The Honorable Jean-Yves le Drian
Minister for Europe and Foreign Affairs

Dear ,

We write as an informal group of organizations and individuals who are religious and secular leaders, human rights advocates, practitioners, and scholars to express our deep concerns about a piece of legislation, “Consolidating the Respect of the Principles of the Republic” (“the Bill”), which is currently being considered in the French Parliament.

This letter is a multi-faith initiative of the International Religious Freedom (IRF) Roundtable, an inclusive (of all faiths and none), equal citizenship group that has proven it is possible to engage cooperatively and constructively across deep differences and increase mutual understanding, respect, trust, and reliance through joint advocacy actions. Central to our efforts is our non-sectarian, non-partisan approach that identifies and builds upon common ground and multi-faith consensus.

While we hold an extremely broad diversity of theological views and political positions, we all agree on the importance of religious freedom and work together in support of Article 18 of the Universal Declaration of Human Rights (UDHR) and the International Covenant on Civil and Political Rights (ICCPR). It is a positive social good that strengthens cultures and provides the foundation for stable democracies and their components, including civil society, social harmony, safety and security, and economic development and prosperity.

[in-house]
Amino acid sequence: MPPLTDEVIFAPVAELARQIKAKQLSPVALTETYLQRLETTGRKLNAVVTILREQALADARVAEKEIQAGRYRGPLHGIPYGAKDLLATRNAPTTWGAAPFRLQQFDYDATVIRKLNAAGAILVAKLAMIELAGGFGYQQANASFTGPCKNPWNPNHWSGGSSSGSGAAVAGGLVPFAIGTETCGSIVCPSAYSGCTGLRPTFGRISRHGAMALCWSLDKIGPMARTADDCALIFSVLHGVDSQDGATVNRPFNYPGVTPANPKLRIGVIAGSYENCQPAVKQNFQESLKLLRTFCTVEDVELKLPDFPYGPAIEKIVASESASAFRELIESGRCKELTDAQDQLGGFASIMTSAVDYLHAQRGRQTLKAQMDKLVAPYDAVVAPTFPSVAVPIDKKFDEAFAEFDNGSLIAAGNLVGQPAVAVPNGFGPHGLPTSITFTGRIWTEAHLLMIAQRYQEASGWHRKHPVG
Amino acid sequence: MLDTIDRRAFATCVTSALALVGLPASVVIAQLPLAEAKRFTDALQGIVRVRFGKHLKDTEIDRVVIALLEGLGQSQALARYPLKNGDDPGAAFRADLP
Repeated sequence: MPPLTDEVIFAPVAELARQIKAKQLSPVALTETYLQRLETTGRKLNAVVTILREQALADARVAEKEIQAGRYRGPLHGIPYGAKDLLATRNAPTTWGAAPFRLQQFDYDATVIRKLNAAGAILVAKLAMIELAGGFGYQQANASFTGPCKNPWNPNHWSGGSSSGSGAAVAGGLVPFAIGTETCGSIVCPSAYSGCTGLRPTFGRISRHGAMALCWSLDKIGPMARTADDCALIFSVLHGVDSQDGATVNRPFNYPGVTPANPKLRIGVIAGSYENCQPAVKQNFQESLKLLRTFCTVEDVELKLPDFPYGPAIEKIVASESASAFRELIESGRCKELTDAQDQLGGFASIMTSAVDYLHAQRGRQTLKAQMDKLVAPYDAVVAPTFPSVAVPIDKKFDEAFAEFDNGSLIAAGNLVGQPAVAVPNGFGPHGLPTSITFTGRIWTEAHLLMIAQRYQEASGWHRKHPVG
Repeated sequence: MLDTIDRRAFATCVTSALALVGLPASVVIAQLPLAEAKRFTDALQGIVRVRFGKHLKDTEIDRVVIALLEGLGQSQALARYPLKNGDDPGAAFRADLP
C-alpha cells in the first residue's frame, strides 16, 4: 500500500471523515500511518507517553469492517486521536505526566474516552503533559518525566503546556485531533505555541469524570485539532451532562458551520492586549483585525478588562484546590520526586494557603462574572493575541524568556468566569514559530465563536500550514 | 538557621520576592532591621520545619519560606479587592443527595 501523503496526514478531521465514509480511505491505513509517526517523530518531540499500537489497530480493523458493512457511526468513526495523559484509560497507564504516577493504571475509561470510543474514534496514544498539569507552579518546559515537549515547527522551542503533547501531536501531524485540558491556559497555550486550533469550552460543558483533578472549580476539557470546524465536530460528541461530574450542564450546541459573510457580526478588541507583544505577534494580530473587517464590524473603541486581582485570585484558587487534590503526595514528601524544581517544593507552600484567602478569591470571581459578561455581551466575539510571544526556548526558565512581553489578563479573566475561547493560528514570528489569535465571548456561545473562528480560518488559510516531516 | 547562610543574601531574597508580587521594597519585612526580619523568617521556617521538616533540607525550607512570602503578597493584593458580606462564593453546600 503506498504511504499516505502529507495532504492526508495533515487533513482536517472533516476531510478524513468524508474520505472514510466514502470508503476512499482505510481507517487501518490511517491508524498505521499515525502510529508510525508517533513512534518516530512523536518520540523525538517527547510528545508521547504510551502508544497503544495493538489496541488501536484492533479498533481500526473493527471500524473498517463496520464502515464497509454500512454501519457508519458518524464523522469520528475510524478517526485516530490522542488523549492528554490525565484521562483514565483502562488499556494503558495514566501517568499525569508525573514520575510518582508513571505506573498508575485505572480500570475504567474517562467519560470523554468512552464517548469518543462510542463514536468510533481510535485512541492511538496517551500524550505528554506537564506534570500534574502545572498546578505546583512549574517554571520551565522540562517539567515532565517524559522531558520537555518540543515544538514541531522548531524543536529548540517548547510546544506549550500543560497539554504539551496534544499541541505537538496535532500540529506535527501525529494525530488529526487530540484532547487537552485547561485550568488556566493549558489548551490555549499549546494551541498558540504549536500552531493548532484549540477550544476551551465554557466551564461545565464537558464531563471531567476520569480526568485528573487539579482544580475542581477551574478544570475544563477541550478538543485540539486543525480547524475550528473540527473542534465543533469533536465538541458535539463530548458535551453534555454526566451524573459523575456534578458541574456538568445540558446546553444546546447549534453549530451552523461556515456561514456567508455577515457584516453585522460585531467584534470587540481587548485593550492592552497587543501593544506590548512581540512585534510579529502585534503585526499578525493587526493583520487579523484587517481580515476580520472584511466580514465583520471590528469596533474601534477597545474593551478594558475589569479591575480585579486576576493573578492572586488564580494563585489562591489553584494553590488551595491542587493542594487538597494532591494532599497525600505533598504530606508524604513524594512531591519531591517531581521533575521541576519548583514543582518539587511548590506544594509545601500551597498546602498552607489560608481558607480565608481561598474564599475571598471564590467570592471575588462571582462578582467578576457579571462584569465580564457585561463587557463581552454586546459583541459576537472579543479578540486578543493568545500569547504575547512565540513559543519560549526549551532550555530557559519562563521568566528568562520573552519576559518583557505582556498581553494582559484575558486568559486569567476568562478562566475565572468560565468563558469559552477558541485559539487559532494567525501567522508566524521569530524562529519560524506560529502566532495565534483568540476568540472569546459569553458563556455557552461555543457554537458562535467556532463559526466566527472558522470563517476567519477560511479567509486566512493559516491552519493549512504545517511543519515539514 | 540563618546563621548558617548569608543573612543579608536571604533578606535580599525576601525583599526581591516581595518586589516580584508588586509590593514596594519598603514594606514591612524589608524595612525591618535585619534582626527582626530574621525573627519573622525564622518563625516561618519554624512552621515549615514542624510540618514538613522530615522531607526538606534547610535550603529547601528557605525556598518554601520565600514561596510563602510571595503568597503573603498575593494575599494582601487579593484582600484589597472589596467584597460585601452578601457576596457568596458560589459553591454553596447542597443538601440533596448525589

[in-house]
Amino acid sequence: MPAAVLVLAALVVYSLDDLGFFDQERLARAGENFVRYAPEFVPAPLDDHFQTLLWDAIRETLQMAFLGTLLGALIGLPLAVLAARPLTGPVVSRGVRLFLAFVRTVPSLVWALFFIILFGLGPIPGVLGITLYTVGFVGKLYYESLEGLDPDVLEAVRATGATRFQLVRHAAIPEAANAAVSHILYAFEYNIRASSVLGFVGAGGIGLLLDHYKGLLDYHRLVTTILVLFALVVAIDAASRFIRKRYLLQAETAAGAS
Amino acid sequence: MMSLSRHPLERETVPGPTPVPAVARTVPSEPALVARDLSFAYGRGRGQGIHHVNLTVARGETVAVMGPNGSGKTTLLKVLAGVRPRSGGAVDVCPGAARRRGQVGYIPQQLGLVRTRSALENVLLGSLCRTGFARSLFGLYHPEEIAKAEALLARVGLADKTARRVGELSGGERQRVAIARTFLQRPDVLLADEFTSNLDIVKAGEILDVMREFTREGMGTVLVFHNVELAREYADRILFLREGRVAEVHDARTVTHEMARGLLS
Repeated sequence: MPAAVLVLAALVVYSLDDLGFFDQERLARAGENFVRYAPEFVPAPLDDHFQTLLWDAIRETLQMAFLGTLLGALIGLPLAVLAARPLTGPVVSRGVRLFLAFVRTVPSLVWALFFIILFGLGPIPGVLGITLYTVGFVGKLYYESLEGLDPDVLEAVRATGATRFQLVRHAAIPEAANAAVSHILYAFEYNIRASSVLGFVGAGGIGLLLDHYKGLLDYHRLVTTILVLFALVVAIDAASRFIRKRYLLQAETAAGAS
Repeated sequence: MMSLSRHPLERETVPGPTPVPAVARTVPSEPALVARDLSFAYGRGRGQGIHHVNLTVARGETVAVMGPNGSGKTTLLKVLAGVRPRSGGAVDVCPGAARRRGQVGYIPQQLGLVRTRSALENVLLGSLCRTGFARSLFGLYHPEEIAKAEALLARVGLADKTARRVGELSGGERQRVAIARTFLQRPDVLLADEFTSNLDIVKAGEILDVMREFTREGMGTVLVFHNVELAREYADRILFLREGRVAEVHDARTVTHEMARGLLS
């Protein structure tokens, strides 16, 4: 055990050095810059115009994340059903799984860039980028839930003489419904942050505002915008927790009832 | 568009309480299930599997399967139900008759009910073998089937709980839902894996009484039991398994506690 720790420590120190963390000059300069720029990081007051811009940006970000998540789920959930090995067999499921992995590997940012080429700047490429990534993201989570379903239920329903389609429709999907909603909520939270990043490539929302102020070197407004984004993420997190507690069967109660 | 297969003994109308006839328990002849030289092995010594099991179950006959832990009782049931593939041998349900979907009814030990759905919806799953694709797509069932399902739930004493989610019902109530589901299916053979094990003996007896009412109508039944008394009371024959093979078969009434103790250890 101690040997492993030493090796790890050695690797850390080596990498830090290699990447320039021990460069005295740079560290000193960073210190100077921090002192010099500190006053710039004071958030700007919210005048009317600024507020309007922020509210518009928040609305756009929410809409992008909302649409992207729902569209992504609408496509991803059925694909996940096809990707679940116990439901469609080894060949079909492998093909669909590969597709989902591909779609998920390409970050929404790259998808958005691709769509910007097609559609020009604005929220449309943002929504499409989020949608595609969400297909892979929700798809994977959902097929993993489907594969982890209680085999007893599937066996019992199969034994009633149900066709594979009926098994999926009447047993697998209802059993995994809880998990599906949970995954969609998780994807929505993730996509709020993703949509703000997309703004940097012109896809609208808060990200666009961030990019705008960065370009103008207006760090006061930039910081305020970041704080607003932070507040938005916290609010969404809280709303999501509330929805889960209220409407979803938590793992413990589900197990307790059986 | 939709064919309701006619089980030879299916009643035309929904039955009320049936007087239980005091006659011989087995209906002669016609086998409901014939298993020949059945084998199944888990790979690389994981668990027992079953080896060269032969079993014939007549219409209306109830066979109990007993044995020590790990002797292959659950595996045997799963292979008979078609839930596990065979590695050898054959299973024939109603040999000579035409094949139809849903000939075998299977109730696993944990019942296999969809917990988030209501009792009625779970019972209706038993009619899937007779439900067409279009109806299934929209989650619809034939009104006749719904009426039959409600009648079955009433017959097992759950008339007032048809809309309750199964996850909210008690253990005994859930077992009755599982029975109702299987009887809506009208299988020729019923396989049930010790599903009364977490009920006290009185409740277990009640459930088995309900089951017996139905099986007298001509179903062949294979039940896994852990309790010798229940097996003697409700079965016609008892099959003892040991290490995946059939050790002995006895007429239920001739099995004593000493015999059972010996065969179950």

In considering the purpose of the Bill, we all agree on the need to do everything in our power to undermine and combat all forms of violent extremism and terrorism. Consider us partners in this effort.

We are troubled, however, by several amendments that were made to the Bill before it was sent to the National Assembly, which will increase restrictions on the right to freedom of thought, conscience and religion—in violation of the Principles of the Republic. Specifically, we are most concerned about the following provisions, which also contradict the Organization for
Security and Co-operation in Europe (OSCE) Office for Democratic Institutions and Human Rights (ODIHR)-Venice Commission Guidelines on the Legal Personality of Religious or Belief Communities (“the Guidelines”):

  • Article 8-13 enables the possibility of a religious association being dissolved directly by